Hillary Clinton supporters are currently scrambling to minimize the significance of her using a private Gmail address to conduct all of her business as Secretary of State, but in 2007, Clinton herself took a decidedly different tack, saying that secret email accounts “shredded” the very Constitution of the United States.
Clinton, then running for president, was speaking at the Take Back America conference held by the Campaign for America’s Future, and took the Bush administration to task for alleged violations of constitutional governance.
“Our Constitution is being shredded. We know about the secret wiretaps, the secret military tribunals, the secret White House email accounts,” Clinton said. “It’s a stunning record of secrecy and corruption, of cronyism run amok. It is everything our founders were afraid of, everything our Constitution was designed to prevent.”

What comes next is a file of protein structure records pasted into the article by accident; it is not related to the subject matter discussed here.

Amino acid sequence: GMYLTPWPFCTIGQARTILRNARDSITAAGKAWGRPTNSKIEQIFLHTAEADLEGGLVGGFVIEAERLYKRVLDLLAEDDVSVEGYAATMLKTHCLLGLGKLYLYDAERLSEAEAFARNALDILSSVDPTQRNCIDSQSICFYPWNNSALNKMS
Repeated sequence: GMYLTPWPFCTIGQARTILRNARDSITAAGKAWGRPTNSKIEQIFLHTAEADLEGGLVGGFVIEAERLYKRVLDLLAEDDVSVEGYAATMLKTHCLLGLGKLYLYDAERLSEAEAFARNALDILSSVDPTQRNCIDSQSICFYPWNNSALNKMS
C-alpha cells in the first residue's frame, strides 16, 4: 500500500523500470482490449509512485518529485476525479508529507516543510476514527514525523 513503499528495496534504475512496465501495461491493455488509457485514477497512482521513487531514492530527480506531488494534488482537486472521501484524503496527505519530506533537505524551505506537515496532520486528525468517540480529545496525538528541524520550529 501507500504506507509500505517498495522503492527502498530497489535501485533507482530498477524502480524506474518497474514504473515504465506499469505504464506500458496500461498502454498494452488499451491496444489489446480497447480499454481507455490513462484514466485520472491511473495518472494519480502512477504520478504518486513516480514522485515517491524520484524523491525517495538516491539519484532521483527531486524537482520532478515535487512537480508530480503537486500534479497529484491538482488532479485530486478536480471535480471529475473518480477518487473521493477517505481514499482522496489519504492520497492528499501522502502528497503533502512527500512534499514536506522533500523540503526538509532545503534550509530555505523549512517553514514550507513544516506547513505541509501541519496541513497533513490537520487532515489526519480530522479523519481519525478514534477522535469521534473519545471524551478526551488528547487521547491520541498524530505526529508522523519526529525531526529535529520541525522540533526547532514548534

Clinton, like many other critics, bashed those private White House email accounts at the time as a way to circumvent public scrutiny, the same charge Clinton squarely denies right this very moment.
Clinton’s sole-use of Gmail and privately-owned, in-house server are not the only issues of government transparency Clinton seems to have shifted on since her 2007 speech. For example, despite condemning “secret wiretaps” in her speech, Clinton has recently refused to say whether she supports giving the federal government the authority to conduct searches without a warrant.
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